What if your best friend called you up right now and told you that, at midnight tonight, they were going to become a werewolf, and needed you to stop them? What would you do? Most of us sane people would call 911 to report that our friend had finally seen one too many movies. But the latest novel from Fangoria Presents, Carnivorous Lunar Activities, looks at how it might go if you tried to talk to said friend, and it isn’t pretty…
…Having read author Preston Fassel’s novel, Our Lady of the Inferno, I’m already obsessed with the Fangoria Presents line of books, and Carnivorous Lunar Activities by Max Booth iii continues the trend of what I believe is going to be a fantastic line of horror novels for years to come. In Carnivorous Lunar Activities (which I’ll refer to as CLA), we’re introduced to Ted, a guy struggling with the fact that his wife may be about to divorce him. Two seconds away from barging into his wife’s mother’s house and doing God knows what to them, Ted receives a call from his buddy, Justin, begging for his help. Once Ted arrives, he discovers that not only does Justin look like he was hit by a damn freight train, but he also believes he is a werewolf, and wants Ted to put a bullet in his heart come midnight. And thus begins one of the most personal werewolf novels I have ever read.
I fucking love werewolves. They’re my favorite monster. Hell, I once got the owner of an apartment fined for shouting about the brilliance of The Howling. Though the mythos changes from story to story, the powerful core theme of a werewolf always draws me in, which is that these beasts, for better or worse, are the physical interpretations of our rage and hunger for something more out of life. These stories are violent, frightening, and almost always tragic, because unlike other monsters, the werewolf bite is a “curse”, a disease which causes us to hurt the ones we care about. But for some damn reason, werewolf films aren’t popular, and countless storytellers tend to get them wrong. The problem is, writers have had a hard time finding ways to tell these stories in fresh and exciting ways. Though CLA will have you imagining some rancid stenches, this novel is the sort of fresh and exciting the werewolf genre needs. CLA brilliantly captures the themes of your average werewolf story and packs them into a confined space for an emotional story that digs its claws in and never lets go.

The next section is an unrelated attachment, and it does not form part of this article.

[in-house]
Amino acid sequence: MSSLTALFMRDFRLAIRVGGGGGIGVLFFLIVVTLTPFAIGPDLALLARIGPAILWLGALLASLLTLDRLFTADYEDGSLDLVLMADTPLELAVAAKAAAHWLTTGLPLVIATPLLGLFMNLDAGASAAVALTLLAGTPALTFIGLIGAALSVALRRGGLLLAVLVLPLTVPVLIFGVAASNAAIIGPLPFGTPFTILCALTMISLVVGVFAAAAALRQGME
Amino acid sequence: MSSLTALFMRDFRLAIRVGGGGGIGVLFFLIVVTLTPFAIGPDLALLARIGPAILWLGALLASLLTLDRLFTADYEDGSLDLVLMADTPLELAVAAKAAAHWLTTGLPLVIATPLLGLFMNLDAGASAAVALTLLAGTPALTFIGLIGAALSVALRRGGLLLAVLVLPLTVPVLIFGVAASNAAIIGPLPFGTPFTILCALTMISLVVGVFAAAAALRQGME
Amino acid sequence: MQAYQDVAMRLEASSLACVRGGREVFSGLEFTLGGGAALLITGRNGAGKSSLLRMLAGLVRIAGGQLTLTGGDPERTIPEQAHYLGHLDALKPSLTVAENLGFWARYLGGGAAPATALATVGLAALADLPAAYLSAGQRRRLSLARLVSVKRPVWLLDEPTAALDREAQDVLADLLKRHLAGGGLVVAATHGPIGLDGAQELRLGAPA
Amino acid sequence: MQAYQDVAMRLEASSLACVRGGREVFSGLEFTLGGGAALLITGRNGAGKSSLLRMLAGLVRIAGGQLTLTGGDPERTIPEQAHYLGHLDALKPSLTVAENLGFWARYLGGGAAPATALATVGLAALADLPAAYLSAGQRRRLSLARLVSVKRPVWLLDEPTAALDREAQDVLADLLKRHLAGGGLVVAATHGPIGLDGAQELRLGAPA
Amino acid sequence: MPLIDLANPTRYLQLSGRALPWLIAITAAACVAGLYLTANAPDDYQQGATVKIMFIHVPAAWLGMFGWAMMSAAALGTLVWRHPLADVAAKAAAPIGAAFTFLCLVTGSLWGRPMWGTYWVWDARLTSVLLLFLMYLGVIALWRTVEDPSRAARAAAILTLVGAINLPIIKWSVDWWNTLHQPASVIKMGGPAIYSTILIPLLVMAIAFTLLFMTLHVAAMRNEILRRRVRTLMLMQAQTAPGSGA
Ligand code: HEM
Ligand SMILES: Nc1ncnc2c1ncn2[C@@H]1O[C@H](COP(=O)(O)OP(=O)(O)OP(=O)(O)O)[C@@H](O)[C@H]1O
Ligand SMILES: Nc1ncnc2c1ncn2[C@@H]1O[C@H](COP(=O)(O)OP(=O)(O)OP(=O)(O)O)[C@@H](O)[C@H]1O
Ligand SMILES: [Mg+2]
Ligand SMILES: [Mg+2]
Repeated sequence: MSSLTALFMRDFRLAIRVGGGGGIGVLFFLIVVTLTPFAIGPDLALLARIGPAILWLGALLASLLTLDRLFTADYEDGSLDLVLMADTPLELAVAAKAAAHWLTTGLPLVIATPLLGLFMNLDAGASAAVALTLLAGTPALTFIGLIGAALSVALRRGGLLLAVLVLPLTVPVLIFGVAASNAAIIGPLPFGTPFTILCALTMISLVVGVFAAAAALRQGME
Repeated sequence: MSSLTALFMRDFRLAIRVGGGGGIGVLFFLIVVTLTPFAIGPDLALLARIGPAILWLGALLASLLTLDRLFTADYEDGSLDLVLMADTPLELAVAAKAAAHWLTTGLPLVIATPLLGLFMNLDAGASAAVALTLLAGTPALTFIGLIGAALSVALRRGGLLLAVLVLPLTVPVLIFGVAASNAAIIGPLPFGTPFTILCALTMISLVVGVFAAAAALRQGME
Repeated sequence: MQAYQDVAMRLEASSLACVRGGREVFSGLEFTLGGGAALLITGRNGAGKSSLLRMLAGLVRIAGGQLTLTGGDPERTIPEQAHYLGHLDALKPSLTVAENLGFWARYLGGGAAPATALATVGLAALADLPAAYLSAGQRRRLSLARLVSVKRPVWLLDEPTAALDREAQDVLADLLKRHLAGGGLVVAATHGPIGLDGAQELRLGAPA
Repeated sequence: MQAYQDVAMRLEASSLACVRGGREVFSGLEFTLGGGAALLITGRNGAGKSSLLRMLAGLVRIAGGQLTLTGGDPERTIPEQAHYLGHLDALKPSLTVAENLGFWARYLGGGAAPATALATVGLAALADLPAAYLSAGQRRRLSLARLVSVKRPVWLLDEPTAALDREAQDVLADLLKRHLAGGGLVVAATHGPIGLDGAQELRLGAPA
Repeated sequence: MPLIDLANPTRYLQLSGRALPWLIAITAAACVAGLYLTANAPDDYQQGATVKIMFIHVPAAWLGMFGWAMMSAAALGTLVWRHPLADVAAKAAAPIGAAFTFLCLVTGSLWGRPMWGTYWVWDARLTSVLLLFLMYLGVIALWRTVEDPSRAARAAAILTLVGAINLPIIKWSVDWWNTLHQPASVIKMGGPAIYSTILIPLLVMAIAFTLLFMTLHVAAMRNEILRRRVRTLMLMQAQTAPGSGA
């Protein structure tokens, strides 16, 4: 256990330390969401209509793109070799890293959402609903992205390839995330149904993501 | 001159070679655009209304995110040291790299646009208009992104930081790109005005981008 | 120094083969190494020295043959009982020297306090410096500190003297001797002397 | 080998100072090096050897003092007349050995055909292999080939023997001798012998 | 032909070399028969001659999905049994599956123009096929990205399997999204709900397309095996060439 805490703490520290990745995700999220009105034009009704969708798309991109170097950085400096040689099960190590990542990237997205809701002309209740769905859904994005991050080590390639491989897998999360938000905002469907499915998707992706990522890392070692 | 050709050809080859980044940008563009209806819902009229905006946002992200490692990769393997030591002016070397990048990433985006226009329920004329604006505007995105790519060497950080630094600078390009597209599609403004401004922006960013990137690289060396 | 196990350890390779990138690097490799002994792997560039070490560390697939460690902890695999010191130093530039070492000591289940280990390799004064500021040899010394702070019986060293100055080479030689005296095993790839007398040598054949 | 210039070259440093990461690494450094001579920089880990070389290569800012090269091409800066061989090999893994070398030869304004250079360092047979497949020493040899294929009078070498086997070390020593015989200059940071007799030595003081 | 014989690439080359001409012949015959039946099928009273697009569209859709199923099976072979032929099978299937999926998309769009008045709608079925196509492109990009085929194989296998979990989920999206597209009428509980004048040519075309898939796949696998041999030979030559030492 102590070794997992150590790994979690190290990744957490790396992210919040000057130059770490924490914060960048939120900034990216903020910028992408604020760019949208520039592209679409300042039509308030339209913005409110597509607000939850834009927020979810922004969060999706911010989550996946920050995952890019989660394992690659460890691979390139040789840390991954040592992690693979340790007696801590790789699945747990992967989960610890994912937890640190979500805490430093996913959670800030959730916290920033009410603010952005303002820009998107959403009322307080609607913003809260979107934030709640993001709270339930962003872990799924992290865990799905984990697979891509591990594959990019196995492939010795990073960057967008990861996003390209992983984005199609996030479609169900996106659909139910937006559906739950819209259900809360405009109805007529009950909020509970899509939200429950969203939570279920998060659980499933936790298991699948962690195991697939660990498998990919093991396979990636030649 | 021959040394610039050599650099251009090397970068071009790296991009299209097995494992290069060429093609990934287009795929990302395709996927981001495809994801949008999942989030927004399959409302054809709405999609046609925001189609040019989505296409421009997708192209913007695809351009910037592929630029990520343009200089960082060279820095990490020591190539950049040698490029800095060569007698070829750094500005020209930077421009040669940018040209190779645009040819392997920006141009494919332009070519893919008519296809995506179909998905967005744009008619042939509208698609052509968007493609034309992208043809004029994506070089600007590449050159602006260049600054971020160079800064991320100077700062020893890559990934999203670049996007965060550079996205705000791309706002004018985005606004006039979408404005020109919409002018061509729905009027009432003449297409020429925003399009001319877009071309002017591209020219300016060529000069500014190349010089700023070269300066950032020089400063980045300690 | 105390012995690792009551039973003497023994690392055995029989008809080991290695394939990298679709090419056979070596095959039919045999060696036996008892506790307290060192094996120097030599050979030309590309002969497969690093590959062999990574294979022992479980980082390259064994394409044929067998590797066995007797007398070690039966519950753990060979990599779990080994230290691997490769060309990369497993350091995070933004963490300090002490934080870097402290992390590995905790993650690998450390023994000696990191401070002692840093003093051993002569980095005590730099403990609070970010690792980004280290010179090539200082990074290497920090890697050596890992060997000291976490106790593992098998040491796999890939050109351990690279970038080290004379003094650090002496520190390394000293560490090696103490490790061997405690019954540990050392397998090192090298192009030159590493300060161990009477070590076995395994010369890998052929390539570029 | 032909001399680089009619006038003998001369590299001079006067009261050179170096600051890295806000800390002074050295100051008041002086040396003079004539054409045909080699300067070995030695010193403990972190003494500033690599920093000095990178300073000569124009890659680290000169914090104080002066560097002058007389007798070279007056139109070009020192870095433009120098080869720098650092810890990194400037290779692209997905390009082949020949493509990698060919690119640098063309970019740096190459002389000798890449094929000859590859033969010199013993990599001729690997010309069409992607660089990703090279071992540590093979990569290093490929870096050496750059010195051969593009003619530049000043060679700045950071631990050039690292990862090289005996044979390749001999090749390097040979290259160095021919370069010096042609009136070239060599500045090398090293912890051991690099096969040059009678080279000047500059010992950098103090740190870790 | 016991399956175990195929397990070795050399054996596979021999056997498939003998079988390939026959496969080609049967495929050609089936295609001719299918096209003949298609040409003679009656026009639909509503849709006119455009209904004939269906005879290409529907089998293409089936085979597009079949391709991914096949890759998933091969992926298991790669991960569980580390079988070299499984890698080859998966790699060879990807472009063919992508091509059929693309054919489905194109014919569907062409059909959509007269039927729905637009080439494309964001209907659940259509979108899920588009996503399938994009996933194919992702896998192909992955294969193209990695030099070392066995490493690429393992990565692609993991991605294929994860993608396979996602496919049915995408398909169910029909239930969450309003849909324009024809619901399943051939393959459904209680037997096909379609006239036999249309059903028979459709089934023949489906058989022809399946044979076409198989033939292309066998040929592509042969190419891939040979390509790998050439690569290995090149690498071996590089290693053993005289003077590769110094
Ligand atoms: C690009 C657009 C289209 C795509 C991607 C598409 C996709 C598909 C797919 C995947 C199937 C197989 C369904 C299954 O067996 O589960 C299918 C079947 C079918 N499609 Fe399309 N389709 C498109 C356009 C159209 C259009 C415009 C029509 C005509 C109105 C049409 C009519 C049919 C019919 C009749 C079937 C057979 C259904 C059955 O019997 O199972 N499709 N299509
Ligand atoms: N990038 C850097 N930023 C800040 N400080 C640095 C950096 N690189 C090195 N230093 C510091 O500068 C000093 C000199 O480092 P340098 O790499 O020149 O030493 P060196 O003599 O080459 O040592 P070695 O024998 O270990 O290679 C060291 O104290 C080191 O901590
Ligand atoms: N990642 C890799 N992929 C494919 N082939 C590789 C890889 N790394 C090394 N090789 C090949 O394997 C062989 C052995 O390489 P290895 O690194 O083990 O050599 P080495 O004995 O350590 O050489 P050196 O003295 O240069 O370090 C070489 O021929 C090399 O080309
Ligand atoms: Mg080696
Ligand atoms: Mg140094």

Booth tells a story like a drunk at a bar. In the same way that Ted reacts to Justin’s tale, we sit back with a drink in hand and listen as Booth mumbles about werewolves with a slurred, raunchy voice. And what initially begins as a drunk’s funny quips about relationships and monsters eventually becomes a full-on horror story that will leave your jaw agape by the time your new friend Max pays his tab and bids you farewell, leaving you wondering why the fuck he would leave you like this. Like Interview with A Vampire, but with a lot more dick jokes, CLA starts as a conversation between two people. At only 140 pages, CLA mostly plays out in “real time” as Justin blabs on to a somewhat amused Ted about how he became a werewolf, which Ted of course doesn’t believe one bit. These guys were once best friends, so this leads to a great deal of humor as Ted and Justin joke around about the situation, which is pretty hilarious from an outsider’s perspective, considering Ted is casually chatting with a shirtless Justin handcuffed to an anchor in his basement. The set-up gives CLA a warm, cozy vibe, which is exactly what Booth wants, because it leaves the reader vulnerable to the real horror once the shit hits the full moon.